About: Lanosterol is a(n) research topic. Over the lifetime, 1239 publication(s) have been published within this topic receiving 36737 citation(s). The topic is also known as: (3β)-lanosta-8,24-dien-3-ol & (3β,20R)-lanosta-8,24-dien-3-ol.
Papers published on a yearly basis
TL;DR: Mapping mutations identified in Candida albicans azole-resistant isolates indicates that azole resistance in fungi develops in protein regions involved in orchestrating passage of CYP51 through different conformational stages along the catalytic cycle rather than in residues directly contacting fluconazole.
Abstract: Cytochrome P450 14α-sterol demethylases (CYP51) are essential enzymes in sterol biosynthesis in eukaryotes. CYP51 removes the 14α-methyl group from sterol precursors such as lanosterol, obtusifoliol, dihydrolanosterol, and 24(28)-methylene-24,25-dihydrolanosterol. Inhibitors of CYP51 include triazole antifungal agents fluconazole and itraconazole, drugs used in treatment of topical and systemic mycoses. The 2.1- and 2.2-Å crystal structures reported here for 4-phenylimidazole- and fluconazole-bound CYP51 from Mycobacterium tuberculosis (MTCYP51) are the first structures of an authentic P450 drug target. MTCYP51 exhibits the P450 fold with the exception of two striking differences—a bent I helix and an open conformation of BC loop—that define an active site-access channel running along the heme plane perpendicular to the direction observed for the substrate entry in P450BM3. Although a channel analogous to that in P450BM3 is evident also in MTCYP51, it is not open at the surface. The presence of two different channels, with one being open to the surface, suggests the possibility of conformationally regulated substrate-in/product-out openings in CYP51. Mapping mutations identified in Candida albicans azole-resistant isolates indicates that azole resistance in fungi develops in protein regions involved in orchestrating passage of CYP51 through different conformational stages along the catalytic cycle rather than in residues directly contacting fluconazole. These new structures provide a basis for rational design of new, more efficacious antifungal agents as well as insight into the molecular mechanism of P450 catalysis.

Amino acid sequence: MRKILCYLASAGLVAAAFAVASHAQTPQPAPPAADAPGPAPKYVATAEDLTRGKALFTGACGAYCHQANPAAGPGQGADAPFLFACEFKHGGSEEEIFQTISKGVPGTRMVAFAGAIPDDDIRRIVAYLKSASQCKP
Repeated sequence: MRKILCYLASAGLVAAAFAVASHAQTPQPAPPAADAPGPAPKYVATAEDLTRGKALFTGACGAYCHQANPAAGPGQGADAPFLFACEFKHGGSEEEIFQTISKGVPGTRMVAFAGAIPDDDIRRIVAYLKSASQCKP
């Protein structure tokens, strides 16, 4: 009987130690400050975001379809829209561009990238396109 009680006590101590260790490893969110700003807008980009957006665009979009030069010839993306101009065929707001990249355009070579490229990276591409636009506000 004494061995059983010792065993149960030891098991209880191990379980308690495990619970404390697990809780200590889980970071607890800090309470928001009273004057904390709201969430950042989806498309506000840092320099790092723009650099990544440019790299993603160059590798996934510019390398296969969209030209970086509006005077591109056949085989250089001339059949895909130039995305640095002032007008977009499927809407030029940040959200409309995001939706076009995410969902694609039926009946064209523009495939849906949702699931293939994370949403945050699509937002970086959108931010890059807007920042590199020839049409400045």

TL;DR: These studies showed that erg11/erg11 mutants of a C. albicans strain harboring a defective erg11 allele can be obtained in vitro in the presence of amphotericin B, and could therefore be selected by similar mechanisms during antifungal therapy.